Camus published The Plague in June 1947, three years after the liberation of Paris from the Nazis. It is allegory of Nazi Occupation, the brown plague, and Communism, the red plague, in the 20th Century. The Plague spreads in an Algerian city called Oran. Exiting his office one morning, our protagonist Dr Rieux pauses to note that a dead rat ‘was out of place’ on the landing outside his door. Something “out of place” or “misplaced” connotes impropriety and breached expectations. Such a judgment exemplifies how place “combines the spatial with the social”. Oran is ‘a town without pigeons, without trees, and without gardens.’ The unequivocal anaphora continues slightly later, as we learn that Oran is ‘without charm, without plants, and without soul.’ Rieux and Tarrou’s immersion shares with common understandings of baptism the rite’s symbolic power to bind together in community, as it seals their ‘friendship’, Sea-bathing,’ has all the makings of a secular communion and baptism. The plague poses the question of the foundations of the only community that matters, that of the ‘ exiled.’ Indeed, provided that ‘exiled’ in most cases it was exile at home.’ Traditional places of rest like houses and bedrooms become, “heterotopias of deviation”. Just as Oran functions as a particular site and a microcosm, its evil both specific and generalized, so too the confinement it imposes lays bare both physical and metaphysical exile. The city’s aforementioned spatial orientation and culture indicate exile long before the plague. Inhabitants live however unknowingly separated outwardly from the surrounding sea and desert and inwardly from “the sensitivity, complexity, and interiority” that constitute what for Camus it means to be human.
‘It will no doubt be said that these habits are not unique to our town and that, in short, all our contemporaries are like this.’ In this way, Oran becomes “the perfect ‘anywhere’ for ‘the historically unthinkable to happen.’ While a precise setting for a specific epidemic, Oran thus becomes an archetypal, “mythic” place confronting a generalized evil.Dr. Rieux thinks that Oran really needs is “An earthquake! A big one!”
There is a moving passage from the novel in which Dr. Rieux indicates that “callousness and apathy” in society are less problematic than misguided heroism. “The evil that is in the world always comes from ignorance, and good intentions may do as much harm as malevolence, if they lack understanding. On the whole, men are more good than bad; that, however, isn’t the real point. But they are more or less ignorant and that is what we call vice or virtue; the most incorrigible vice being that of an ignorance that fancies it knows everything and therefore claims for itself the right to kill. The soul of the murderer is blind; and there can be no true goodness nor true love without the utmost clear-sightedness.” Under the sky without heaven, priests “have placed everything in God’s care. ‘Each of us carries the plague within himself.”’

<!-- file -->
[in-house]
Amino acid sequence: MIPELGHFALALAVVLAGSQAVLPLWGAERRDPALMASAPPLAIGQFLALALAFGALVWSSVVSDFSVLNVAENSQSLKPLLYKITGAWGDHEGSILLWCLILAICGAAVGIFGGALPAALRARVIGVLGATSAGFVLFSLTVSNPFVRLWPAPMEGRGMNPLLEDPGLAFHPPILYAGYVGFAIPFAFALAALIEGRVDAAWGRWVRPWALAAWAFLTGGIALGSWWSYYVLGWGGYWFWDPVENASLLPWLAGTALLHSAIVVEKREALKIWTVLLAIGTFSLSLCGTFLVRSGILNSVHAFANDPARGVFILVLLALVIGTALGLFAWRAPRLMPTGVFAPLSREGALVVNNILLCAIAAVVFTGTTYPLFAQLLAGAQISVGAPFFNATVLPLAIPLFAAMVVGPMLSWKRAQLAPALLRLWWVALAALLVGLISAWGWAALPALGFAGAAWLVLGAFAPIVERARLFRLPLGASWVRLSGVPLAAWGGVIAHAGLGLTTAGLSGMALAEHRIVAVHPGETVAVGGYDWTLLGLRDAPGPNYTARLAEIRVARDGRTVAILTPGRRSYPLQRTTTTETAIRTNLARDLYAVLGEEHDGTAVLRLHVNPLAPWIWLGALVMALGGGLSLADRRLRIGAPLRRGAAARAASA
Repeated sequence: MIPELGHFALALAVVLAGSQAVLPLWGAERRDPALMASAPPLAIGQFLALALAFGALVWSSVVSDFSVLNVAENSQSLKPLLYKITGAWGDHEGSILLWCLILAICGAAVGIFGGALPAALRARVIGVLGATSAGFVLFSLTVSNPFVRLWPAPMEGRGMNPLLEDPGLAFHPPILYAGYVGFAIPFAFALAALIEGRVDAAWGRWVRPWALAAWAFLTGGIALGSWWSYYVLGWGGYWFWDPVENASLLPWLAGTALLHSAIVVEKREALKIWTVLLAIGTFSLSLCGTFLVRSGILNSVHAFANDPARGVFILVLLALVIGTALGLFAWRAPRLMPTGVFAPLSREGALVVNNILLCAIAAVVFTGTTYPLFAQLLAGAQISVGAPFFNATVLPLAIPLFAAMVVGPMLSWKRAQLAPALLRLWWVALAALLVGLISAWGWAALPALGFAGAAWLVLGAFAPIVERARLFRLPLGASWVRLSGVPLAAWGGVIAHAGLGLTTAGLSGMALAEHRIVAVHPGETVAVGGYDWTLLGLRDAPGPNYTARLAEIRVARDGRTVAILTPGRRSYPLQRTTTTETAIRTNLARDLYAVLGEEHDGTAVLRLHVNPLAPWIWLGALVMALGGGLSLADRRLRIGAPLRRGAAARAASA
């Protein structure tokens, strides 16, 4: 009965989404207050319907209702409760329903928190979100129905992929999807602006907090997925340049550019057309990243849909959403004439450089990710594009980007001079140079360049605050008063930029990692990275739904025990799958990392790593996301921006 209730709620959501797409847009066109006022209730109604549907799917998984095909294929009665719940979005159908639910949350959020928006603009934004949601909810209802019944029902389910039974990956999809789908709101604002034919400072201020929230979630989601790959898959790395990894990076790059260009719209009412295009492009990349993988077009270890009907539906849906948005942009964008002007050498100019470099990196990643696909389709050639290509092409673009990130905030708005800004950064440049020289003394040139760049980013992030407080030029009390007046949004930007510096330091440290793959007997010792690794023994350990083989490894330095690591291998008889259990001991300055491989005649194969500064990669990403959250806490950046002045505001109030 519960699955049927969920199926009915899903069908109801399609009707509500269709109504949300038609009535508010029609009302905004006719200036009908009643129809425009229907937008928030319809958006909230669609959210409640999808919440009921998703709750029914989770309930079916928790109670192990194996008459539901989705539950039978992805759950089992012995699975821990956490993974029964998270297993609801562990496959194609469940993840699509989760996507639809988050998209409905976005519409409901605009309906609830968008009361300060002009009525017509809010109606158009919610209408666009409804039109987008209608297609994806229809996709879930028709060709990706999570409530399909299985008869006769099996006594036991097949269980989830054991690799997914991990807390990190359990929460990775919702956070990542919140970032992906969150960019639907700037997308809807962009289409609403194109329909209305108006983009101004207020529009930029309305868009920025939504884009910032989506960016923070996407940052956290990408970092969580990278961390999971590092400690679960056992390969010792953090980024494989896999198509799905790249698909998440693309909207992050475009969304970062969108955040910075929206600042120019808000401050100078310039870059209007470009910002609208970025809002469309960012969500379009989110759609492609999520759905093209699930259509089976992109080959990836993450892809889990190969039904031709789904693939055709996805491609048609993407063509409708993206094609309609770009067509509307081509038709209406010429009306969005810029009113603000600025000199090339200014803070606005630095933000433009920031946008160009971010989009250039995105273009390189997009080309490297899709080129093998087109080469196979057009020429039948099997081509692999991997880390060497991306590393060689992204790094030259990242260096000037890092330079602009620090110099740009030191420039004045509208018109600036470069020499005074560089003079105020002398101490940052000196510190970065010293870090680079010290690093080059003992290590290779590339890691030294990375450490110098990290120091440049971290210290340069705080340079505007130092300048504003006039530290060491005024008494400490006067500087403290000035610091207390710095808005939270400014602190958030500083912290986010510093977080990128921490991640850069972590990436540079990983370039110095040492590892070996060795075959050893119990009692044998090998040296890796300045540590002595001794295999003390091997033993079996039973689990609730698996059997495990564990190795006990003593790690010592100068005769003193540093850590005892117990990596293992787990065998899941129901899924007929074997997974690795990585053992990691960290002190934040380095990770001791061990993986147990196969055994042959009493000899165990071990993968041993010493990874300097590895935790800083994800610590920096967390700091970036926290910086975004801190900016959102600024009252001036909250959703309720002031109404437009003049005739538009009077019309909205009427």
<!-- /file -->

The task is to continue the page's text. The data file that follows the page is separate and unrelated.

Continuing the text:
The corona virus pandemic has started from a Communist land, it has become most destructive in developed countries. The people in such Western countries remain helpless victims of fate without any security of health and welfare. We are seeing third phase of West’s globalization, first it was globalization of war in the I and II world wars, the second was the globalization of the market or the self-interest. We are in the third globalization of plague and death. We were living in a way preparing the ground for the historically unthinkable to happen. It is time we rethink our social living and our spiritual life. “Most thought-provoking is that we are still not thinking – not even yet, although the state of the world is becoming constantly more thought-provoking?” There is danger of “incalculable harm, a potential for unrestrained brutishness” inherent in journalistic anonymity and public nonentity for, even if violence or turmoil exists, as long as actual people can be confronted face to face there is at least the possibility of restraint, responsibility and accountability.“The essential thing was to save the greatest possible number of persons from dying and being doomed to separation. And to do this there was only one resource: to fight the plague. There was nothing admirable about this attitude; it was merely logical,” Wrote Camus.The only real crime is that of having a heart approved of something that killed off men, women, and children. “The good man, the man who infects hardly anyone, is the man who has the fewest lapses of attention. And it needs tremendous will-power, a never-ending attention of the mind, to avoid such lapses.”